I manage a vagrant setup for our developers running OSX to manage VirtualBox systems for development.

In order to support inotify inside the linux machine, we eschew the usual method of sharing directories with VirtualBox: instead, the Virtualbox machine exposes an NFS share, which is mounted in OSX.

Git (and related tools like sourcetree) are run in OSX, on the shared directory. The performance of this is extremely poor: it often takes up to 5 seconds just to run git status. Cloning a small repository into the mounted NFS drive can take a couple of minutes (5-10 seconds on a local drive).

Obviously NFS performance will be worse than writing straight to a local SSD, but the NFS is just running over a virtual private network interface with Virtualbox.

I ran a couple of benchmarks. The first:

dd if=/dev/zero of=test bs=16 count=16384

Each result is based on 100 samples.

# local drive
Min. 1st Qu.  Median    Mean 3rd Qu.    Max.
0.990   1.000   1.020   1.021   1.030   1.130

# on the shared NFS drive
Min. 1st Qu.  Median    Mean 3rd Qu.    Max.
6.000   6.278   6.390   6.482   6.570   7.630

# inside the VirtualBox instance
Min. 1st Qu.  Median    Mean 3rd Qu.    Max.
0.3600  0.4800  0.5150  0.5552  0.5400  1.4500

The second benchmark:

ioping -c 500

local avg: 6 microseconds
local IOPS: 65.5 k

NFS Latency avg: 703 microseconds
NFS OPS: 1.4 k

Clearly some latency is inevitable, but this is bad enough that it makes some simple tasks quite painful.

The owner of the volume is running Ubuntu 12.10 (Quantal), with default settings. The system mounting the volume is running OSX Mavericks.

At the moment the main nfsd connection is running over UDP, which seems ideal over a virtual connection. I'm not sure whether statsd and lockd are running over TCP and UDP.

I tried mounting with the async flag, and with rwsize boosted, and it made little difference.

What opportunities are there for seriously improving the performance of NFS in this environment?

  • As it stands, the problem has not been solved but we've mitigated it substantially (improvements of up to 15x) by using a different Virtualbox network interface: Am79C973 instead of virtio. The lesson here is to have looked more closely at what the systems were doing: to a certain point, the bottleneck seems to be the virtual network performance. – Cera Apr 3 '14 at 5:28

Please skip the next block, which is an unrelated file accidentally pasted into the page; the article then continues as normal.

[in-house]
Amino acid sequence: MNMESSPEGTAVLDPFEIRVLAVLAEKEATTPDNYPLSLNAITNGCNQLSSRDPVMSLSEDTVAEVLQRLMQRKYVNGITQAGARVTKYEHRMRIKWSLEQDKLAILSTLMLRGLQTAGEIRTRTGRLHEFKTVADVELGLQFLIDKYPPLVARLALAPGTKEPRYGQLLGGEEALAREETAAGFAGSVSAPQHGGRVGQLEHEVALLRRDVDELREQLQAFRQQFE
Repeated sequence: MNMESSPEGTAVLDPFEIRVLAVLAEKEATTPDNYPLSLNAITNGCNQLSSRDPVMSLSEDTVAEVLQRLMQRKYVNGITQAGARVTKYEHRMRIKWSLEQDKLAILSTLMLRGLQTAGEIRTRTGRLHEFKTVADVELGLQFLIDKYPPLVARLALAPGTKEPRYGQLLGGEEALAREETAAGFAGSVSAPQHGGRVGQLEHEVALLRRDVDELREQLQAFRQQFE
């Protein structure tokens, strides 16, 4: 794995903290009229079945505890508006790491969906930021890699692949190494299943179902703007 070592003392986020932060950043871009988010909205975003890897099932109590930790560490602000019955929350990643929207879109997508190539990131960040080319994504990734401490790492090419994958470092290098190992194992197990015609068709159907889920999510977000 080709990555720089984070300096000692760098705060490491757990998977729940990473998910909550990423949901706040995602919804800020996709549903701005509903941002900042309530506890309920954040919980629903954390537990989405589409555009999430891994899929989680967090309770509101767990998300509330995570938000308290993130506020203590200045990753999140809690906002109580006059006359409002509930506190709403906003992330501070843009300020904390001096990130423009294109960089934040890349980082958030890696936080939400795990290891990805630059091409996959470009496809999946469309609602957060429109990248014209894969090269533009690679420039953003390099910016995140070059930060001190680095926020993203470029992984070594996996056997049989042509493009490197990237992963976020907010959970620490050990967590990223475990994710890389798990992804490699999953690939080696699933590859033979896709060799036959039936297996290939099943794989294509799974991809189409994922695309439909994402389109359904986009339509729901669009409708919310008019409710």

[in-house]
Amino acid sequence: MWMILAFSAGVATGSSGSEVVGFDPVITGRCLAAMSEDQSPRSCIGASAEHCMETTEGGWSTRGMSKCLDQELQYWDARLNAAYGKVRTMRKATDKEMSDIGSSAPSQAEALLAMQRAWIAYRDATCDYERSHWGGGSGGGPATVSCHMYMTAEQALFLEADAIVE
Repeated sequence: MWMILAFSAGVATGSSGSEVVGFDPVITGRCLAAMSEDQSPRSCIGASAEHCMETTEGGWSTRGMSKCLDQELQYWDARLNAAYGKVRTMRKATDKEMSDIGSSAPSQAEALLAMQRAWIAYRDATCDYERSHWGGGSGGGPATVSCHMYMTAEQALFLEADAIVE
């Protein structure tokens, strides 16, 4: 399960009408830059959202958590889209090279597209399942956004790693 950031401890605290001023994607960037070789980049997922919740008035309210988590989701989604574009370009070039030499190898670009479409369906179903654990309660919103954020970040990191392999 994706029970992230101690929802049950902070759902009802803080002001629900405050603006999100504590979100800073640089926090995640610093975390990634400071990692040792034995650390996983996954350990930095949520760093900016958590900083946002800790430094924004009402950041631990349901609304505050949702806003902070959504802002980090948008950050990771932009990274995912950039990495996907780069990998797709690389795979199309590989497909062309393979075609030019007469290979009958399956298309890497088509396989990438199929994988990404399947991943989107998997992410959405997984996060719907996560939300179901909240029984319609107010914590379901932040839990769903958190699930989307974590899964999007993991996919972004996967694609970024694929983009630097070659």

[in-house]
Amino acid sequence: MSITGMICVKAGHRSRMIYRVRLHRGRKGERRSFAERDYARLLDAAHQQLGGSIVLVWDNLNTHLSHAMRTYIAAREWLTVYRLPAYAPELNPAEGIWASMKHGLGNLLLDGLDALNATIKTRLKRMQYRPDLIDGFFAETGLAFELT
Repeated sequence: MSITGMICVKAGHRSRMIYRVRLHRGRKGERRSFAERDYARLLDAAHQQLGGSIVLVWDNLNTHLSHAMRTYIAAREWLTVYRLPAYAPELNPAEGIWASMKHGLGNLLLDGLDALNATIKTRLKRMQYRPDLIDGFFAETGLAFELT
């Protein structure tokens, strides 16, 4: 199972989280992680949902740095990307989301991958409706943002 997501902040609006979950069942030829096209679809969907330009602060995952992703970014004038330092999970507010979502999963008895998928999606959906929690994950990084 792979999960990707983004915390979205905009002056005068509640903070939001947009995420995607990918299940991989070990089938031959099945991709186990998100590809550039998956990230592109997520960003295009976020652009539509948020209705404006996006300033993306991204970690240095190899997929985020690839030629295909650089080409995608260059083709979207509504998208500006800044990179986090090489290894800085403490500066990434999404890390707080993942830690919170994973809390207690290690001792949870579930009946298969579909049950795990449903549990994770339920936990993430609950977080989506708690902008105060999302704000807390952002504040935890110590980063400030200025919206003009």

• I have a similar issue. Running git status from the guest machine takes about 5 seconds. On the host machine which is OSX, it is quiet fast. My setup is latest vagrant, vb, shared NFS directory. How did you change the interface, I tried to do so but have not figured this out. Also, this became more noicable after some update. I did not have this issue in the beginning – Ali Feb 19 '16 at 19:41

This article contains some useful tips to tune NFS performance.

Particularly the use of nfsstat -rc to check how many 'retransmission retries' had been happening. If there are too many retries, that means the nfsd daemon ran out of threads to service clients' requests, and you need to increase the number of available threads.

Also, ensure that your VirtualBox instance is not thinly-provisioned; thin provisioned storage on VirtualBox is a significant performance hit when writes happen.

  • Thanks for your response. The dynamic vs fixed volume thing is interesting - I did some reading that indicated that the performance difference was a myth, though if your experience is that it helped then it might be a try. – Cera Mar 10 '14 at 22:29
  • It very much depends on the underlying physical storage... an empty partition with oodles of free space? The performance hit might be less noticeable. A partition with quite a lot of objects already? VBox will have to wait while the OS 'hunts around' for blocks of empty space to fulfill the growth request. – pepoluan Mar 11 '14 at 0:57
  • @pepoluan - was that with a magnetic drive, or SSD? – analytik Jul 1 '15 at 8:50
  • @analytik magnetic drive. With SSD, I think fragmentation will never be a problem, and you can safely go with thin provisioned storage. Heck, even if there's a performance hit, considering that the $/GB of SSD is still waaay higher than magnetic drive's, I will go thin provisioned. – pepoluan Jul 2 '15 at 16:21

Try to use this Git setting, which makes a huge performance difference on NFS shares:

git config core.preloadindex true

Another answer already mentions checking the NFS stats.

It might be worth trying different (virtual) nic configurations for the VirtualBox vm - different virtual chipsets and modes (bridged mode instead of nat).

Also, if NFSv4 was used, it may be worth trying NFSv3 instead. Those versions are very different and this may make a significant difference in performance.

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